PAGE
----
Architects: Steve Domoney Architecture
Location: Hawthorn, Victoria, Australia
Architect in Charge: Steve Domoney
Project Year: 2010
Photographs: Derek Swalwell
From the architect. Two defining notions drove the design for this new home in Hawthorn.
Firstly, the recognition that the street is currently in transition with the post war brick bungalow style dwelling giving way to more recent contemporary dwellings.
Secondly, with the establishment of a larger family home on the site than currently exists, the need to balance the perception of openness from within against a heightened need for privacy with the greater intensity of development now surrounding the site.
In addressing the transitional quality of the streetscape, attention is given to how a new building will fit into a likely new streetscape rather than the existing one. This rationale is evident in the resulting and somewhat ‘self confident’ presence of the new home, awaiting the tide of new developments each of its flanks.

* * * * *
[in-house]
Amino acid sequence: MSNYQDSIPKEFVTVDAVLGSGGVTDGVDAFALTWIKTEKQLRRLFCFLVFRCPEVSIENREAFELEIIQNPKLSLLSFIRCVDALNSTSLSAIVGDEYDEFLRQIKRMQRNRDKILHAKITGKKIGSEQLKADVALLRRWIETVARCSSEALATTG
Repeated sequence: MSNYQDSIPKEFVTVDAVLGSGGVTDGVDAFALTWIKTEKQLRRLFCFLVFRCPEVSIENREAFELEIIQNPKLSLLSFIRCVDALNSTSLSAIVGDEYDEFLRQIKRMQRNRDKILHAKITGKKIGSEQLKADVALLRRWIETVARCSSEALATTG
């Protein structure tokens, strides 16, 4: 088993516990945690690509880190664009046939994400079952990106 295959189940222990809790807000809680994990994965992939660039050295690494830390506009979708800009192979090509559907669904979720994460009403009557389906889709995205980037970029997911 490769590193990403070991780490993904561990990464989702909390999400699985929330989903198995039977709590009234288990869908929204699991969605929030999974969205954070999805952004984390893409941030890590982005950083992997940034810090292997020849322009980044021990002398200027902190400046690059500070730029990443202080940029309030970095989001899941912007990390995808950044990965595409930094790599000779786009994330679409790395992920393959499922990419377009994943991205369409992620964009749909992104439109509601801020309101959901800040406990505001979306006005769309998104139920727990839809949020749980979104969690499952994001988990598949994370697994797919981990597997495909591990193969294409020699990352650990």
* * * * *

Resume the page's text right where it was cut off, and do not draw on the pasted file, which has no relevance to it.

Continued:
Issues of perceived visual bulk have been addressed through the upper level by way of its fragmentation along its length into three distinct sections running front to back.
Smooth white rendered cube like forms; fore and aft; are separated midway by a lower linking section, punctuated by contrasting dark band sawn timbers.
Issues of privacy to and from the street are addressed with the upper level introduction of a deep terrace fronting the home office. Distant views are gained from within this space across the terrace whilst the terrace acts as a visual foil blocking sight lines from the street to this private space.
Deeper into the site and the internal spaces of the house, views are channeled from within to private outdoor living areas, whilst screening along its flanks prevents viewing opportunities to and from neighboring dwellings. A balance thus struck between the need for openness and requirement for privacy.
The central core of the house invites casual family living, rising through two levels; the space is defined by the proximity of the external pool which extends to its wall face. With an overhead bridge link traversing this internal space, strong visual interconnection is achieved throughout the living zones.